self.rect.figure.canvas.mpl_disconnect(self.cidmotion)

fig, ax = plt.subplots()
rects = ax.bar(range(10), 20*np.random.rand(10))
drs = []
for rect in rects:
    dr = DraggableRectangle(rect)
    dr.connect()
    drs.append(dr)

plt.show()

Mouse enter and leave

If you want to be notified when the mouse enters or leaves a figure or axes, you can connect to the figure/axes enter/leave events. Here is a simple example that changes the colors of the axes and figure background that the mouse is over:

"""
Illustrate the figure and axes enter and leave events by changing the
frame colors on enter and leave
"""
import matplotlib.pyplot as plt

def enter_axes(event):
    print('enter_axes', event.inaxes)
    event.inaxes.patch.set_facecolor('yellow')
    event.canvas.draw()

def leave_axes(event):
    print('leave_axes', event.inaxes)
    event.inaxes.patch.set_facecolor('white')
    event.canvas.draw()

def enter_figure(event):
    print('enter_figure', event.canvas.figure)
    event.canvas.figure.patch.set_facecolor('red')
    event.canvas.draw()

def leave_figure(event):
    print('leave_figure', event.canvas.figure)
    event.canvas.figure.patch.set_facecolor('grey')
    event.canvas.draw()

fig1, axs = plt.subplots(2)
fig1.suptitle('mouse hover over figure or axes to trigger events')

fig1.canvas.mpl_connect('figure_enter_event', enter_figure)
fig1.canvas.mpl_connect('figure_leave_event', leave_figure)
fig1.canvas.mpl_connect('axes_enter_event', enter_axes)
fig1.canvas.mpl_connect('axes_leave_event', leave_axes)

fig2, axs = plt.subplots(2)
fig2.suptitle('mouse hover over figure or axes to trigger events')

fig2.canvas.mpl_connect('figure_enter_event', enter_figure)
fig2.canvas.mpl_connect('figure_leave_event', leave_figure)
fig2.canvas.mpl_connect('axes_enter_event', enter_axes)
fig2.canvas.mpl_connect('axes_leave_event', leave_axes)

plt.show()

Object picking

You can enable picking by setting the picker property of an Artist (such as Line2D, Text, Patch, Polygon, AxesImage, etc.)

The picker property can be set using various types:

None

Picking is disabled for this artist (default).

boolean

If True, then picking will be enabled and the artist will fire a pick event if the mouse event is over the artist.

callable

If picker is a callable, it is a user supplied function which determines whether the artist is hit by the mouse event. The signature is hit, props = picker(artist, mouseevent) to determine the hit test. If the mouse event is over the artist, return hit = True; props is a dictionary of properties that become additional attributes on the PickEvent.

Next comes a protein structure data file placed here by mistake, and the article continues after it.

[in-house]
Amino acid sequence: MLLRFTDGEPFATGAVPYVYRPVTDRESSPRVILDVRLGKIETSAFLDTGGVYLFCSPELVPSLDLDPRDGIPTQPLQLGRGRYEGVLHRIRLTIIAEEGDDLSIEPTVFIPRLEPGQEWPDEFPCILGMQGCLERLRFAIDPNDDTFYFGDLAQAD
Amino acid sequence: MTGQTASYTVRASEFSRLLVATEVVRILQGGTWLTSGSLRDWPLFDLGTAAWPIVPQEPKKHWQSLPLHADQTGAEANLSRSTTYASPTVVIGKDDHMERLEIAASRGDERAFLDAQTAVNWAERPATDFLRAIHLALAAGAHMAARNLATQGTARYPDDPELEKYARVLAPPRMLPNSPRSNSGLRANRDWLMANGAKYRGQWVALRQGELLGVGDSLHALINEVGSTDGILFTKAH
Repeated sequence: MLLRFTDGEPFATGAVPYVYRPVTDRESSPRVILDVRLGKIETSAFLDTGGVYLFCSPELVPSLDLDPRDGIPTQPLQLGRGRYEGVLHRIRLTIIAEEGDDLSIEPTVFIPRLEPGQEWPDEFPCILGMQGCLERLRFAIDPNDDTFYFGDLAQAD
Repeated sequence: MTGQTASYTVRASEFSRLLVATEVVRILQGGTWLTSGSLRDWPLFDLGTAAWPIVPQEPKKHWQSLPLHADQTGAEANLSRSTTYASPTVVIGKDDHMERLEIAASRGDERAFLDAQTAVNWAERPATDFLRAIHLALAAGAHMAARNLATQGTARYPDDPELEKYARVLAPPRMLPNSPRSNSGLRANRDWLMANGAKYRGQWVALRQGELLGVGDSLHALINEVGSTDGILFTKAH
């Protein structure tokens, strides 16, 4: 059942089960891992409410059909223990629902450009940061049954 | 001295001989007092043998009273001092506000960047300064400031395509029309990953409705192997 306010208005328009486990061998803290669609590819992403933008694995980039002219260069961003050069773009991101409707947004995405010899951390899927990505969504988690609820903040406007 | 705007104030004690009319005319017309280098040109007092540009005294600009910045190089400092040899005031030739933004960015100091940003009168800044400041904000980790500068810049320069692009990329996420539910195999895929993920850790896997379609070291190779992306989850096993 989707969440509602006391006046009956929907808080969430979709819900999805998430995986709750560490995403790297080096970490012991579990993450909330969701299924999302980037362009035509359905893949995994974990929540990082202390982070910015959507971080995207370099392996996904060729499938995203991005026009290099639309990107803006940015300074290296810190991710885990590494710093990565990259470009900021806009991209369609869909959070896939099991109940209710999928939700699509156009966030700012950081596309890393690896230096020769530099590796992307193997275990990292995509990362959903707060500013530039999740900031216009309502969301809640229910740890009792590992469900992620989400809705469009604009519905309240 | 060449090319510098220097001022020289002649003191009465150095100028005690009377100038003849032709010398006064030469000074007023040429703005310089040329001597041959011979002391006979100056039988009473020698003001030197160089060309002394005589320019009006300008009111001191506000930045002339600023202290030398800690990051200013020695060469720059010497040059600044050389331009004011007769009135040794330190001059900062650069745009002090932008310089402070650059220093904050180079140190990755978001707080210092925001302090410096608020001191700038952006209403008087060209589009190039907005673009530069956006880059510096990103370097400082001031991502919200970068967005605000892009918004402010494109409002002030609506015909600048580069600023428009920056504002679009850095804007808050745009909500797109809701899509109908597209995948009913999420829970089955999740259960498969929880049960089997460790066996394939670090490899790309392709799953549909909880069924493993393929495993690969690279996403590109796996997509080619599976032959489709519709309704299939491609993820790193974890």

The artist's pickradius property can additionally be set to a tolerance value in points (there are 72 points per inch) that determines how far the mouse can be and still trigger a mouse event.

After you have enabled an artist for picking by setting the picker property, you need to connect a handler to the figure canvas pick_event to get pick callbacks on mouse press events. The handler typically looks like

def pick_handler(event):
    mouseevent = event.mouseevent
    artist = event.artist
    # now do something with this...

The PickEvent passed to your callback always has the following attributes:

mouseevent

The MouseEvent that generate the pick event. See event-attributes for a list of useful attributes on the mouse event.

artist

The Artist that generated the pick event.

Additionally, certain artists like Line2D and PatchCollection may attach additional metadata, like the indices of the data that meet the picker criteria (e.g., all the points in the line that are within the specified pickradius tolerance).

Simple picking example

In the example below, we enable picking on the line and set a pick radius tolerance in points. The onpick callback function will be called when the pick event it within the tolerance distance from the line, and has the indices of the data vertices that are within the pick distance tolerance. Our onpick callback function simply prints the data that are under the pick location. Different Matplotlib Artists can attach different data to the PickEvent. For example, Line2D attaches the ind property, which are the indices into the line data under the pick point. See Line2D.pick for details on the PickEvent properties of the line.

import numpy as np
import matplotlib.pyplot as plt

fig, ax = plt.subplots()
ax.set_title('click on points')

line, = ax.plot(np.random.rand(100), 'o',
                picker=True, pickradius=5)  # 5 points tolerance

def onpick(event):
    thisline = event.artist
    xdata = thisline.get_xdata()
    ydata = thisline.get_ydata()
    ind = event.ind
    points = tuple(zip(xdata[ind], ydata[ind]))
    print('onpick points:', points)

fig.canvas.mpl_connect('pick_event', onpick)

plt.show()

Picking exercise

Create a data set of 100 arrays of 1000 Gaussian random numbers and compute the sample mean and standard deviation of each of them (hint: NumPy arrays have a mean and std method) and make a xy marker plot of the 100 means vs. the 100 standard deviations. Connect the line created by the plot command to the pick event, and plot the original time series of the data that generated the clicked on points. If more than one point is within the tolerance of the clicked on point, you can use multiple subplots to plot the multiple time series.

Exercise solution:

"""
Compute the mean and stddev of 100 data sets and plot mean vs. stddev.
When you click on one of the (mean, stddev) points, plot the raw dataset
that generated that point.
"""

import numpy as np
import matplotlib.pyplot as plt

X = np.random.rand(100, 1000)
xs = np.mean(X, axis=1)
ys = np.std(X, axis=1)

fig, ax = plt.subplots()
ax.set_title('click on point to plot time series')
line, = ax.plot(xs, ys, 'o', picker=True, pickradius=5)  # 5 points tolerance


def onpick(event):
    if event.artist != line:
        return
    n = len(event.ind)
    if not n:
        return
    fig, axs = plt.subplots(n, squeeze=False)
    for dataind, ax in zip(event.ind, axs.flat):
        ax.plot(X[dataind])
        ax.text(0.05, 0.9,
                f"$\\mu$={xs[dataind]:1.3f}\n$\\sigma$={ys[dataind]:1.3f}",
                transform=ax.transAxes, verticalalignment='top')
        ax.set_ylim(-0.5, 1.5)
    fig.show()
    return True


fig.canvas.mpl_connect('pick_event', onpick)
plt.show()